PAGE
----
By Jack Craver
A comprehensive review of state Medicaid
policies by the Kaiser Family Foundation
shows the dramatic differences in access to the public health program between states.
Much of the focus on Medicaid in recent years has centered on whether states choose to accept an expansion of the program, nearly entirely federally-funded, to cover all residents with incomes up to 138 percent of the federal poverty level as part of the Patient Protection and Affordable Care Act.
But even before PPACA, many policies regarding Medicaid eligibility differed significantly between the states. For some, Medicaid is a rather narrow program targeting only the very poorest residents or those considered to be a top priority for health care, such as children and pregnant women. For other states, Medicaid is a program that benefits many of the working poor and even middle class families.
Here are some examples of the differences between states:
- In New York, children from families with incomes up to 405 percent of the FPL are eligible, whereas in Arizona the limit for children is only 152 percent of FPL.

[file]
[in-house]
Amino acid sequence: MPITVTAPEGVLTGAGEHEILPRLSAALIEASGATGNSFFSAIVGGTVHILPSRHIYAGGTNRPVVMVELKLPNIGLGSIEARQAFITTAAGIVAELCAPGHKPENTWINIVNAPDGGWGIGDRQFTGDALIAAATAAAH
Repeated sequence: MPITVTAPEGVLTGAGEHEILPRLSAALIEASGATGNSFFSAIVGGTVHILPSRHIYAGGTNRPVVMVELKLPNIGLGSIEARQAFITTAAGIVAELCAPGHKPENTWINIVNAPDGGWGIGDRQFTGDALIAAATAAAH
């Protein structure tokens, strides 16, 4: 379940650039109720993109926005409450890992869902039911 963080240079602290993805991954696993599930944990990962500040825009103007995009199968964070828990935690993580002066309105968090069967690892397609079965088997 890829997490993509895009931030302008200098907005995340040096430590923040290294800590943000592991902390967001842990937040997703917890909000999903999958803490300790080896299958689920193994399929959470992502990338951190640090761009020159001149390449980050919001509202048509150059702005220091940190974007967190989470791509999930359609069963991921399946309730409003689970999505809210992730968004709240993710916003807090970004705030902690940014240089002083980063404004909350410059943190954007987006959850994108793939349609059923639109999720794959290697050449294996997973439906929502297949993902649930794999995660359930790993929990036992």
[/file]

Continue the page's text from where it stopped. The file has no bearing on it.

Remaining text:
- In Iowa, pregnant women with incomes up to 380 percent of the FPL are eligible for Medicaid. In Alabama, only women up to 146 percent of the FPL are eligible.
- In many non-expansion states, childless adults are ineligible for Medicaid. In Alaska, a childless adult with up to 215 percent of the FPL is eligible. In most expansion states, the limit is 138 percent of FPL.
- In most states, there is no waiting period for enrollment in the Children’s Health Insurance Program (CHIP), but a dozen states require applicants to wait up to 90 days to enroll.
- 30 states require families with children enrolled in Medicaid to pay premiums for their coverage if they have income above a certain threshold, which ranges from 133 percent in Utah to 249 percent in Connecticut. Meanwhile, 20 states charge no premiums to any person enrolled in Medicaid.
- The amount charged to Medicaid enrollees differs dramatically as well. In Missouri, a family with an income of up to 300 percent of the FPL could pay up to $224 a month to cover a child, but the same family would only pay $40 a month in Iowa.
The good news, reports Kaiser, is the every state now allows people to enroll online, and all but one state permit enrollment over the phone.
“These changes are helping to connect eligible individuals to Medicaid coverage more quickly and easily and to keep eligible people enrolled as well as contributing to increased administrative efficiencies,” says the report.
Originally posted on BenefitsPro.com